RE: Re[1] DAML-ONT: the case for closedness

At 03:53 PM 10/23/00 -0500, pat hayes wrote:
>Lewis Hart:
>>A search engine, for example, must keep track of what is
>>believed where/by whom. Keeping track of this could be tedious.
>>If a search engine imports every ontology it comes across, the search
>>engine's own, internal ontology will eventually be quite a mess. Rather,
>>the engine needs to build articulations among it's internal ontology and
>>the external ones on the web. Essentially, meta facts about what is believed
>>by external systems, with reference to its own beliefs. This will allow
>>a representation of a set of sites that believe daml:Thing isa ec:Computer
>>without the search engine believing it internally.
>>The good things about this are:
>>1) Anybody can still say anything.
>>2) There is no central authority.
>>  2a) Authorities will arise out of usage.
>>3) The scope of bad a ontology is limited.
>>  3a) Search engines can cut them off at the root if desired.
>>4) Information can still be found.
>>The Bad things are:
>>1) Systems will have to delineate between what it knows about
>>   and what it believes.
>>2) Keeping track of this could be resource intense.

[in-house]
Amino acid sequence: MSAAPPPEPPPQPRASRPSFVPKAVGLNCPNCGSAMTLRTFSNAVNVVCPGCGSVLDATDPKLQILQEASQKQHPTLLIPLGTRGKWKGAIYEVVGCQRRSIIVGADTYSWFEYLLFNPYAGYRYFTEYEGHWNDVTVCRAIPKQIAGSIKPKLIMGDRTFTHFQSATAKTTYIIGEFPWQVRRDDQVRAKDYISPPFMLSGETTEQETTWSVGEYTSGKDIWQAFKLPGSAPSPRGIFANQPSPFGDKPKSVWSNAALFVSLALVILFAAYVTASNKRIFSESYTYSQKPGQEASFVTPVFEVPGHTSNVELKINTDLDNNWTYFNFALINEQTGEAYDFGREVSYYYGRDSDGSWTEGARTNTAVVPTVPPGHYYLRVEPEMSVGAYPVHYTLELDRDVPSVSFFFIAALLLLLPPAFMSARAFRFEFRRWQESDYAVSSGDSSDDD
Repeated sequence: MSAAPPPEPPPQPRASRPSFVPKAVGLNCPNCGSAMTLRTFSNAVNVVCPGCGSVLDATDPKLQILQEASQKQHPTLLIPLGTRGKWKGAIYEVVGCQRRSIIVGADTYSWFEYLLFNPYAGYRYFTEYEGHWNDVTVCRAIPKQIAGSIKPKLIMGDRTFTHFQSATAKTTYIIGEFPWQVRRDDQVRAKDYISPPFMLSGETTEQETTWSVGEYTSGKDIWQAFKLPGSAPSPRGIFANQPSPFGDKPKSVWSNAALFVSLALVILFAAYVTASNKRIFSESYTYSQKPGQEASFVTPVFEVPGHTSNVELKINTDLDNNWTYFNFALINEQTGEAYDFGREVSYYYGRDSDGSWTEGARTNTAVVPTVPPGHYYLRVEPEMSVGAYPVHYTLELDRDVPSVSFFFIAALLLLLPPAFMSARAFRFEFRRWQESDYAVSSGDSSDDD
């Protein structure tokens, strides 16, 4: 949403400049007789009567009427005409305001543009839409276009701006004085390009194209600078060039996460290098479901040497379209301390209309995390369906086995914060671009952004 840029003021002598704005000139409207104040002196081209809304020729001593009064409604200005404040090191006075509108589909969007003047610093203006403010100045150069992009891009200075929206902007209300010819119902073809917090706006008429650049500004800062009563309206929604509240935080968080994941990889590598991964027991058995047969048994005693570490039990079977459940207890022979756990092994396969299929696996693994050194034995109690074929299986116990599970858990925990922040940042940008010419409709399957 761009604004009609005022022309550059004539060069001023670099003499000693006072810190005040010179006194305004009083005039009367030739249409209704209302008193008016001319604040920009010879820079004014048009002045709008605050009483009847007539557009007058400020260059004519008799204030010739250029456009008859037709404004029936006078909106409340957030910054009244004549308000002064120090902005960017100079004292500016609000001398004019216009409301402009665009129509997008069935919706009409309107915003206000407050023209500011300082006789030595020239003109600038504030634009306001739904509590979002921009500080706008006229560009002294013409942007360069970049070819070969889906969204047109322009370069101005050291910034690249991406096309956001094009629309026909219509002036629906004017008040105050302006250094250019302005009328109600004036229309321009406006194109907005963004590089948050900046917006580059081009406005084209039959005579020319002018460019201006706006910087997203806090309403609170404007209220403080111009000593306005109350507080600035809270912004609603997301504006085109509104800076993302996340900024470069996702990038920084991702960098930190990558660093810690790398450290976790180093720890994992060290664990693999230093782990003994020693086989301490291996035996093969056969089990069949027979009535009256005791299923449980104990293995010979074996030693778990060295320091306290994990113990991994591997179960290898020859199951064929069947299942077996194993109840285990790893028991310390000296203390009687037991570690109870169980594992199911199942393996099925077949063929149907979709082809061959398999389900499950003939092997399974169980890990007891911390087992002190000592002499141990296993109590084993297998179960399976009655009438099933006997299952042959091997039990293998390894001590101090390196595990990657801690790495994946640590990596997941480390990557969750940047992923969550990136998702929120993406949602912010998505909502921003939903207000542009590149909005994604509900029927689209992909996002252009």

>>3) Some sites will think everything is a computer.
>I agree this is the right vision. As long as every assertion can be 
>'traced' to its source, then it will be possible to disentangle who has 
>been saying what about who. However, if we allow inferences to be drawn, 
>stored and then retrieved, things could get a little more complicated.  It 
>might be that something that bad: said allows one to infer something which 
>does not itself refer to anything bad#.  To keep track of things properly 
>then would require not just tracking the URI's in the sentence being 
>examined, but also those in every sentence that was used to derive that 
>sentence. This means that (barring some new security mechanism) one should 
>never archive a bare conclusion, but only archive a conclusion together 
>with its derivation (logical proof).
>This isnt an issue yet, but I think it will be very soon.

I thought that was all part of the DAML/SWeLL plan.

I think that introduces some scalability concerns (assuming 'proofs' are 
complex), but I'd suggest that might be partly overcome by having 
assurances by trusted parties that assert some statement has been inferred 
by 'safe' means (for some value of 'safe', presumably linked to a policy of 
the assuring party).

I think this approach mirrors the way that people deal with information and 
trust:  we don't insist on knowing the justification for everything we 
believe -- many things we take on trust if it is assured by 'sufficient' 


Graham Klyne                       Content Technologies Ltd.
Strategic Research              <>

Received on Wednesday, 1 November 2000 12:51:06 UTC